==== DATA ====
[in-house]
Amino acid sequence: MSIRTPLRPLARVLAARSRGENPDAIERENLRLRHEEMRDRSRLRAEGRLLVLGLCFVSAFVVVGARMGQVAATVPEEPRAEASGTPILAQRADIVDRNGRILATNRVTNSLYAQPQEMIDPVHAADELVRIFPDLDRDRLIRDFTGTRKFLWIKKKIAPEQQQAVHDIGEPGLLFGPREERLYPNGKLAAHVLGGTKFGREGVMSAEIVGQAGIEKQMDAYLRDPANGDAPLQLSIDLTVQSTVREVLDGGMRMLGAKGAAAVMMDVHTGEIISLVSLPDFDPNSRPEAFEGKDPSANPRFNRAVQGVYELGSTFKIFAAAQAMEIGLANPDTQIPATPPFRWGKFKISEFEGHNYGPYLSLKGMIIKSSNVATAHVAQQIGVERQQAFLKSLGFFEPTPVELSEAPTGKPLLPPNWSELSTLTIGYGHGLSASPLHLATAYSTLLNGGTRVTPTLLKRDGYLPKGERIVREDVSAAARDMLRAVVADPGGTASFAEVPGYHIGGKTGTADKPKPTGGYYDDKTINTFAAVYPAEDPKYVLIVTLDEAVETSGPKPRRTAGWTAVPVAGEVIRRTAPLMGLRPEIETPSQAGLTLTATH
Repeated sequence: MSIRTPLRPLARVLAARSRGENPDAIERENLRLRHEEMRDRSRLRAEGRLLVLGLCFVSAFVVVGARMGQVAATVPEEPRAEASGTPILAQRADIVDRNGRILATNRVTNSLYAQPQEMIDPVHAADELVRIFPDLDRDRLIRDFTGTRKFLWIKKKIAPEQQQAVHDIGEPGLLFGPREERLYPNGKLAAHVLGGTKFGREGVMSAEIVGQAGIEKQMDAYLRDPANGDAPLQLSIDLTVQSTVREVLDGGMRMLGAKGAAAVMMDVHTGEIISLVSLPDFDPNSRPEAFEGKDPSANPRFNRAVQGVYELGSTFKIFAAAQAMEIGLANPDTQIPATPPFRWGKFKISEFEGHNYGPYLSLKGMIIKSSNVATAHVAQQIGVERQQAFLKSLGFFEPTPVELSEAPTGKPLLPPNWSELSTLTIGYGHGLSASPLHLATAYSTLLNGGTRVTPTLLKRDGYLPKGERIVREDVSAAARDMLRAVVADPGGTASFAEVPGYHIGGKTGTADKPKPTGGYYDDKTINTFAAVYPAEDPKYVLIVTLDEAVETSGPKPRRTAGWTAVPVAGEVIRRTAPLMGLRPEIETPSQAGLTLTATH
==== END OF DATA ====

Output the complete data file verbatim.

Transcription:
[in-house]
Amino acid sequence: MSIRTPLRPLARVLAARSRGENPDAIERENLRLRHEEMRDRSRLRAEGRLLVLGLCFVSAFVVVGARMGQVAATVPEEPRAEASGTPILAQRADIVDRNGRILATNRVTNSLYAQPQEMIDPVHAADELVRIFPDLDRDRLIRDFTGTRKFLWIKKKIAPEQQQAVHDIGEPGLLFGPREERLYPNGKLAAHVLGGTKFGREGVMSAEIVGQAGIEKQMDAYLRDPANGDAPLQLSIDLTVQSTVREVLDGGMRMLGAKGAAAVMMDVHTGEIISLVSLPDFDPNSRPEAFEGKDPSANPRFNRAVQGVYELGSTFKIFAAAQAMEIGLANPDTQIPATPPFRWGKFKISEFEGHNYGPYLSLKGMIIKSSNVATAHVAQQIGVERQQAFLKSLGFFEPTPVELSEAPTGKPLLPPNWSELSTLTIGYGHGLSASPLHLATAYSTLLNGGTRVTPTLLKRDGYLPKGERIVREDVSAAARDMLRAVVADPGGTASFAEVPGYHIGGKTGTADKPKPTGGYYDDKTINTFAAVYPAEDPKYVLIVTLDEAVETSGPKPRRTAGWTAVPVAGEVIRRTAPLMGLRPEIETPSQAGLTLTATH
Repeated sequence: MSIRTPLRPLARVLAARSRGENPDAIERENLRLRHEEMRDRSRLRAEGRLLVLGLCFVSAFVVVGARMGQVAATVPEEPRAEASGTPILAQRADIVDRNGRILATNRVTNSLYAQPQEMIDPVHAADELVRIFPDLDRDRLIRDFTGTRKFLWIKKKIAPEQQQAVHDIGEPGLLFGPREERLYPNGKLAAHVLGGTKFGREGVMSAEIVGQAGIEKQMDAYLRDPANGDAPLQLSIDLTVQSTVREVLDGGMRMLGAKGAAAVMMDVHTGEIISLVSLPDFDPNSRPEAFEGKDPSANPRFNRAVQGVYELGSTFKIFAAAQAMEIGLANPDTQIPATPPFRWGKFKISEFEGHNYGPYLSLKGMIIKSSNVATAHVAQQIGVERQQAFLKSLGFFEPTPVELSEAPTGKPLLPPNWSELSTLTIGYGHGLSASPLHLATAYSTLLNGGTRVTPTLLKRDGYLPKGERIVREDVSAAARDMLRAVVADPGGTASFAEVPGYHIGGKTGTADKPKPTGGYYDDKTINTFAAVYPAEDPKYVLIVTLDEAVETSGPKPRRTAGWTAVPVAGEVIRRTAPLMGLRPEIETPSQAGLTLTATH